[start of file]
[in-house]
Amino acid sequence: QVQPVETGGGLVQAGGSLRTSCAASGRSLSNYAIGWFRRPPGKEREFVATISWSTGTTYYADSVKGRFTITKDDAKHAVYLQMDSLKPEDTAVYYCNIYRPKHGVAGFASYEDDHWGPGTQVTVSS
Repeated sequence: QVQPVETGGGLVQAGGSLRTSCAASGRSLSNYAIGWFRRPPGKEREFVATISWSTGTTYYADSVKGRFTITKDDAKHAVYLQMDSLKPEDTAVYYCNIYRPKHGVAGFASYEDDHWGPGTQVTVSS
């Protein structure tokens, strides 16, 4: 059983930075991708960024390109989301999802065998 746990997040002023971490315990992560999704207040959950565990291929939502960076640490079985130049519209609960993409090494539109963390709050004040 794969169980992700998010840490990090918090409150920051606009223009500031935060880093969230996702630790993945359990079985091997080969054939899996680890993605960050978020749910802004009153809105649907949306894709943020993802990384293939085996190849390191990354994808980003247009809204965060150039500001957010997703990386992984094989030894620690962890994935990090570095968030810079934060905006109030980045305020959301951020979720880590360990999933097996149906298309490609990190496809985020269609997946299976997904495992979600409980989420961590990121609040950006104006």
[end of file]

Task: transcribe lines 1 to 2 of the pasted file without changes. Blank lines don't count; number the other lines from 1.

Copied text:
[in-house]
Amino acid sequence: QVQPVETGGGLVQAGGSLRTSCAASGRSLSNYAIGWFRRPPGKEREFVATISWSTGTTYYADSVKGRFTITKDDAKHAVYLQMDSLKPEDTAVYYCNIYRPKHGVAGFASYEDDHWGPGTQVTVSS